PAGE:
Partnerships are registered in provincial jurisdictions and are treated similarly to sole proprietorships. Each partner reports income and pays their share of taxes on their personal returns. The tax filing requirements and the amount of liability each partner assumes depend on the type of partnership created.
Forming a partnership is the best option if you want to join forces with other kinds of businesses but don’t want the complexity of a corporation (think: partnerships are much easier to establish, file taxes, and dissolve than corporations).
A corporation is a business that incorporates to create a new legal entity that is separate from its owners. Owners can transfer money or services to the corporation in exchange for shares, and as a shareholder, owners are entitled to a distribution of profits in the form of dividends.
You can start a corporation by filing a legal set of documents known as the Articles of Incorporation. The Articles define the legal name, directors, and among other things, the types of shares available to shareholders. The shares can be used to raise investment and bought or sold independently of business operations. Incorporated businesses must submit corporate tax returns, and you may need to make tax payments in installments throughout the year.
You can be incorporated as a private or a public corporation. Private corporations must have a majority of directors residing in Canada and cannot sell shares to the public. Public corporations can sell shares and securities on a public stock exchange but must operate within applicable Canadian securities regulations.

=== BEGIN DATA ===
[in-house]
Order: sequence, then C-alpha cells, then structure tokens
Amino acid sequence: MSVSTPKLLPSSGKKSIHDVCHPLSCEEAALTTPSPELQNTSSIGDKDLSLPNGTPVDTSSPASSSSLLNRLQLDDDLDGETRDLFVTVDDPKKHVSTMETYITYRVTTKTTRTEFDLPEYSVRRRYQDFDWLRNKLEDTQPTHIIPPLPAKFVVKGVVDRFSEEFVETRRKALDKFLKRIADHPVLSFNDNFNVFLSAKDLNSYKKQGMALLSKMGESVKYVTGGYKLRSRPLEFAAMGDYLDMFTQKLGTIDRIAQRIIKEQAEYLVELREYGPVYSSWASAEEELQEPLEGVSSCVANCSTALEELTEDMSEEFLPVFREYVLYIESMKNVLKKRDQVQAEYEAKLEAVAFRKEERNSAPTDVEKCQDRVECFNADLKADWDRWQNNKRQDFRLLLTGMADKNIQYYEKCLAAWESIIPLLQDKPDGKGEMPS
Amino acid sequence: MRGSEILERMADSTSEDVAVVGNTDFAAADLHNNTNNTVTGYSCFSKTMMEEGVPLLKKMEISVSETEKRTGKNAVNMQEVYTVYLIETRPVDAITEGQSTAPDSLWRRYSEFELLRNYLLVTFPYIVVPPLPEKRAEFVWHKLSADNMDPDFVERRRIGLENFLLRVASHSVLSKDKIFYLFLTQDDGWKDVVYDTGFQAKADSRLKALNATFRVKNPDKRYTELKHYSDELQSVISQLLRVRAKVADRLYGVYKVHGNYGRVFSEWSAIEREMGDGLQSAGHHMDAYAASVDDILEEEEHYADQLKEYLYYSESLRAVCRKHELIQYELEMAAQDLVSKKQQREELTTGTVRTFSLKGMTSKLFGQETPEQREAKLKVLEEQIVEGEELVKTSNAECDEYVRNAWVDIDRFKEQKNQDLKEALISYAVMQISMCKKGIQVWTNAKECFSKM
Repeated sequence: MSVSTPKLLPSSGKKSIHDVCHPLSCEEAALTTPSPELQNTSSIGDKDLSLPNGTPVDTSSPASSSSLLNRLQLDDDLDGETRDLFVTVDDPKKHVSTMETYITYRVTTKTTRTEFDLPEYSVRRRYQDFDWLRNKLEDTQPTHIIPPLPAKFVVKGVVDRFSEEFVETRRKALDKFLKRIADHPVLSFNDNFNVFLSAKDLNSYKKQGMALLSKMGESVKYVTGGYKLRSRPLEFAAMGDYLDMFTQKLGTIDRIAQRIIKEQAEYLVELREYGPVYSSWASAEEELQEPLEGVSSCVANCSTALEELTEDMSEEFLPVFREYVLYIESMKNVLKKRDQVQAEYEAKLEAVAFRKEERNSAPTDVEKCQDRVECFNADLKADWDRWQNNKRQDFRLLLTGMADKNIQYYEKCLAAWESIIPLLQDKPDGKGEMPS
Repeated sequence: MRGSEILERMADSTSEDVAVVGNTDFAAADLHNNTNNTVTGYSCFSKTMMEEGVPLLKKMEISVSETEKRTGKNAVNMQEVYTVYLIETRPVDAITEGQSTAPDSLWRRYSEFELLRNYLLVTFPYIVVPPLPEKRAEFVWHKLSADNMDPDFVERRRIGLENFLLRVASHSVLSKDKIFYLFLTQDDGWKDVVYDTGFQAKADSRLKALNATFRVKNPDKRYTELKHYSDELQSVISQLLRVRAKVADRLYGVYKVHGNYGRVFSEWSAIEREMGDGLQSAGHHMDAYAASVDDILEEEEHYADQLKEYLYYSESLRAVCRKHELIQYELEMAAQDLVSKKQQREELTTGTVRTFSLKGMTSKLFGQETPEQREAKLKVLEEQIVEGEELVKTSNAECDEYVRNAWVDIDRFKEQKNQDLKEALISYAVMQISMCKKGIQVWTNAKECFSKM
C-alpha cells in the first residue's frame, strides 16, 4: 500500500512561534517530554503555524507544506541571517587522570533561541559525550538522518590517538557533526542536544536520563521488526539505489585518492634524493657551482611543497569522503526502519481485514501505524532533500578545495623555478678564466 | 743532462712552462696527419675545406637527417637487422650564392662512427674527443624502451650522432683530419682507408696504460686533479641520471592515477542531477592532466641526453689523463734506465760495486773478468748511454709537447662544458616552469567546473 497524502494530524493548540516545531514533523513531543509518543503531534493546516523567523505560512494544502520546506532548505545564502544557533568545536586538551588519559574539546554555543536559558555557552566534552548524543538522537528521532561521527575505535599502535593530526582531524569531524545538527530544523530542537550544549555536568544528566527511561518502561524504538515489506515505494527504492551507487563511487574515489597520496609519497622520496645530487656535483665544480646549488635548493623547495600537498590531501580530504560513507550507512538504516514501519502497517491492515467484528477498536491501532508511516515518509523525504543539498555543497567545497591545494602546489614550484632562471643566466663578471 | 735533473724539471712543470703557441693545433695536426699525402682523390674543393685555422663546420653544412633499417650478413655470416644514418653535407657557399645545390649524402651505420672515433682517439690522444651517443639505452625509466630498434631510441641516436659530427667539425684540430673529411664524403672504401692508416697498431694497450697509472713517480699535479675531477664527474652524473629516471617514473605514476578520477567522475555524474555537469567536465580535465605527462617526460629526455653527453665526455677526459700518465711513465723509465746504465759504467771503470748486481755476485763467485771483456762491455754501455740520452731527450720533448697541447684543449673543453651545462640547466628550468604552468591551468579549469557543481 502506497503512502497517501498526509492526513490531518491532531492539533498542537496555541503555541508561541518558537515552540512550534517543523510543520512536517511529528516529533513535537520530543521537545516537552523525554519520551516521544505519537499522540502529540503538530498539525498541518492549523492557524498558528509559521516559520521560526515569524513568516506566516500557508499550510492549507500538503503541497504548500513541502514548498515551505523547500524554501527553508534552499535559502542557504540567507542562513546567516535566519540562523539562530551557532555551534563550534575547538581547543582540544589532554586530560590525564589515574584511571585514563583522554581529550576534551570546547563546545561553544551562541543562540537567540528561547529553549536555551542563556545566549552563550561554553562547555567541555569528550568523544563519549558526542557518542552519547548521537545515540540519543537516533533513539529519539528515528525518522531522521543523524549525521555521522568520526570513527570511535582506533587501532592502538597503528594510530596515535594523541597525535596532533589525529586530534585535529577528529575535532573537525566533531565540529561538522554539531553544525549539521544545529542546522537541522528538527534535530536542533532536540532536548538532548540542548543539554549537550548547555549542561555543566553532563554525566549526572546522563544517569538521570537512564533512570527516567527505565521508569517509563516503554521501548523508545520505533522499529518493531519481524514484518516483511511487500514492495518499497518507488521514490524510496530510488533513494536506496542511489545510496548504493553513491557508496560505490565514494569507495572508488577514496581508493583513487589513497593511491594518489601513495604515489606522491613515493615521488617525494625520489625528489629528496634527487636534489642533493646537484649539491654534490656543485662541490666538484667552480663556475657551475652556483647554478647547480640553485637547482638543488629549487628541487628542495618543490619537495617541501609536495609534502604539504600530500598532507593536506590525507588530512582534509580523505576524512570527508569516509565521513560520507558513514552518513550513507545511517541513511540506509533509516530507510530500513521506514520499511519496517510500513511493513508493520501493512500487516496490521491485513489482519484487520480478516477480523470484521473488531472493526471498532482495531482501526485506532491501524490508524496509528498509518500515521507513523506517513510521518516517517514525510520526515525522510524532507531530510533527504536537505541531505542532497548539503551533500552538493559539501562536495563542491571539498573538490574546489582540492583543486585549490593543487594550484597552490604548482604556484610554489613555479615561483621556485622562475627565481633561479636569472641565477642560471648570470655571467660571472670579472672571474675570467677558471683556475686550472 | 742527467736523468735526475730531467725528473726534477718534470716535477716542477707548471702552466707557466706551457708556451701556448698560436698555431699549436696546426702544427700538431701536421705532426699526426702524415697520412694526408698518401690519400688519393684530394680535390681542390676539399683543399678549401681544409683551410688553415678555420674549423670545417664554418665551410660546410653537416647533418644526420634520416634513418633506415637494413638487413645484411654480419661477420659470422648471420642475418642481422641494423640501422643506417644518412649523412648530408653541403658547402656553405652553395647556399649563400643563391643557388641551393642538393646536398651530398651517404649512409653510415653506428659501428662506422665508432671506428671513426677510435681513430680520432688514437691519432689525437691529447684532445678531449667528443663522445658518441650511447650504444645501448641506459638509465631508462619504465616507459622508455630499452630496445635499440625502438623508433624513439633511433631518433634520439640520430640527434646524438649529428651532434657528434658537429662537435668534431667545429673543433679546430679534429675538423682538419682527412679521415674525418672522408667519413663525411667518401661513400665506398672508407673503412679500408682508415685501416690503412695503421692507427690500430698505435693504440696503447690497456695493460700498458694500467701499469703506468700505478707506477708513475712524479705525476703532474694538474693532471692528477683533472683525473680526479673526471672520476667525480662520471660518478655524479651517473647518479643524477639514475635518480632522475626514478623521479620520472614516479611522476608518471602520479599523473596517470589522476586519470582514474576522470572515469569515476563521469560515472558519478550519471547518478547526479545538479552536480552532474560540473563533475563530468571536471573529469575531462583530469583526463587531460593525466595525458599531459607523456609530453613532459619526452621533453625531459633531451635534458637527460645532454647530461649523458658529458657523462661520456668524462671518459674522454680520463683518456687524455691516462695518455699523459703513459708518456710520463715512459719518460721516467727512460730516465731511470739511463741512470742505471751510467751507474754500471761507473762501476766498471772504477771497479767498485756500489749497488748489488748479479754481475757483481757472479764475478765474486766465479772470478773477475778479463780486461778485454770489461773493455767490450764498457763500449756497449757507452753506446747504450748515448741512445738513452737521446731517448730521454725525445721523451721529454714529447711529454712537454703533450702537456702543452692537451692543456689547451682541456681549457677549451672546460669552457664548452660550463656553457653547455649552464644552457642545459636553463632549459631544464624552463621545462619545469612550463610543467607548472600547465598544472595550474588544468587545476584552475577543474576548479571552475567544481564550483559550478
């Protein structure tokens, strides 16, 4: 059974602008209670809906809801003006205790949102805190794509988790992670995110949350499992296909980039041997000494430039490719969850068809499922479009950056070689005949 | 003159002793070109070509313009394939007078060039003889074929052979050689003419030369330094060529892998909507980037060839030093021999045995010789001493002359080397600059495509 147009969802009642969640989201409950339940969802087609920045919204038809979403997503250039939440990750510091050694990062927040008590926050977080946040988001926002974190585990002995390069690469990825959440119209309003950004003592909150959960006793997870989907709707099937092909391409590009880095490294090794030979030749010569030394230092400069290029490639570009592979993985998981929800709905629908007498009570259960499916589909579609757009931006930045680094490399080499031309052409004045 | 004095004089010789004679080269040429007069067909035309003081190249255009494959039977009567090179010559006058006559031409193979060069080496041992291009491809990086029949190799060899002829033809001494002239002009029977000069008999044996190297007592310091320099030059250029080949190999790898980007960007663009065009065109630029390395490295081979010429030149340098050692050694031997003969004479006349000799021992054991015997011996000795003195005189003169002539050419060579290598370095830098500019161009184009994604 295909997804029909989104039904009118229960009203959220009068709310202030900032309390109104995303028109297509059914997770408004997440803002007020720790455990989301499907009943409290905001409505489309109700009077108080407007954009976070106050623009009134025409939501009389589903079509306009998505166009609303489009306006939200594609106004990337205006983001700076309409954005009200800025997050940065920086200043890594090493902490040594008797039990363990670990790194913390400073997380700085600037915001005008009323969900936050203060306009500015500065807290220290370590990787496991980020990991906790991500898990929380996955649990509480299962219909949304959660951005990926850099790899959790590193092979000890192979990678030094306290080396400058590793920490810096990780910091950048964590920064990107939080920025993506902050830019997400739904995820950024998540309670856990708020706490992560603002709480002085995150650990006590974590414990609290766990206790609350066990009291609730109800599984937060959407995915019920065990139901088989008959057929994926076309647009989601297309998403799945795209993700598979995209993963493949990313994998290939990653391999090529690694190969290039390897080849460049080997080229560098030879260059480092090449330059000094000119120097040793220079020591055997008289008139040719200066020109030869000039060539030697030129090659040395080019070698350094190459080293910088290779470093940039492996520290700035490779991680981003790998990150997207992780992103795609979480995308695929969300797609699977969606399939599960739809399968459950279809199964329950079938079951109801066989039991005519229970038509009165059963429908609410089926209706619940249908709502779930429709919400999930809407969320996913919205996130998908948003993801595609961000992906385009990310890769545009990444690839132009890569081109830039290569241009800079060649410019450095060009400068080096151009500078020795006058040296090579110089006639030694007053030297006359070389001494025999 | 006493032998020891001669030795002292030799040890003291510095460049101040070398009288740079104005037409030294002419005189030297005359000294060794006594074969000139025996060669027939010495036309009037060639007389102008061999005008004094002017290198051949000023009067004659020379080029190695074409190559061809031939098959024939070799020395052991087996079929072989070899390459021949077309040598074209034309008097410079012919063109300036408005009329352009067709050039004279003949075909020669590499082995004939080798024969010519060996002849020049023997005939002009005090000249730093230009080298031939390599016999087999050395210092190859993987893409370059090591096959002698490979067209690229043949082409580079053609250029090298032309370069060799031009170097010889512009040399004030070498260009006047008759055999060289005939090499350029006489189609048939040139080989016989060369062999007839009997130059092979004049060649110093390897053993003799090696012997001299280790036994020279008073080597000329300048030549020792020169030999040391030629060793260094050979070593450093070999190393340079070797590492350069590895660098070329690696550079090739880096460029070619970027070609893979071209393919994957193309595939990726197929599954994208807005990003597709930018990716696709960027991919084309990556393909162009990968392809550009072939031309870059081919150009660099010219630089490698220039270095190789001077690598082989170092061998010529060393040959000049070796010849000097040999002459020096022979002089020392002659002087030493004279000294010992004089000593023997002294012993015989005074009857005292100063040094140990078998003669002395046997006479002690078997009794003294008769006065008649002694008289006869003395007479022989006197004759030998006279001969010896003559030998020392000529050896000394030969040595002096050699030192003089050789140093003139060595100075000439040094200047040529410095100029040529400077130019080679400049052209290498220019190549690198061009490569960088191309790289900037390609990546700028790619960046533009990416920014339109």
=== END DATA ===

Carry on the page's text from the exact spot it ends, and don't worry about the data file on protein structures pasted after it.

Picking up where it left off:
If you incorporate provincially, your company will be licensed to operate with name protection in the specified jurisdiction. Federally incorporated companies will allow you to operate anywhere in Canada with national name protection and formal global recognition. Incorporating federally will incur additional upfront registration expenses and trigger ongoing corporate filing and annual audit requirements.
The corporation’s separate legal entity means that shareholders have limited liability (unlike a sole proprietorship or partnership) and are not responsible for corporate debts. In some cases, however, this limited liability may not extend to directors or protect shareholders from creditors.
Incorporation is the best option if you want to pay less tax, limit your liability, protect your personal assets, and borrow money at lower interest rates.
The type of business you should start depends on what you feel best suits your purpose. Molson’s business structure evolved from humble beginnings into a partnership with his sons and eventually into the Molson Coors Beverage Company we know today. Starting with a sole proprietorship or partnership works well for most new businesses and will afford you the time to weigh the benefits and complexity that come with incorporation.
Once you determine what business structure works best for you, you’ll want to start moving forward by putting some important elements in place. Think about how you’ll keep track of expenses and revenue. Is this something you can tackle, or should you hire an expert (an accountant or a bookkeeper)? Also, make sure you’ve got access to the funds you need to kick off your business. That may mean getting a loan or having a good business credit card on hand to help things get rolling, despite not having quite enough cash flow.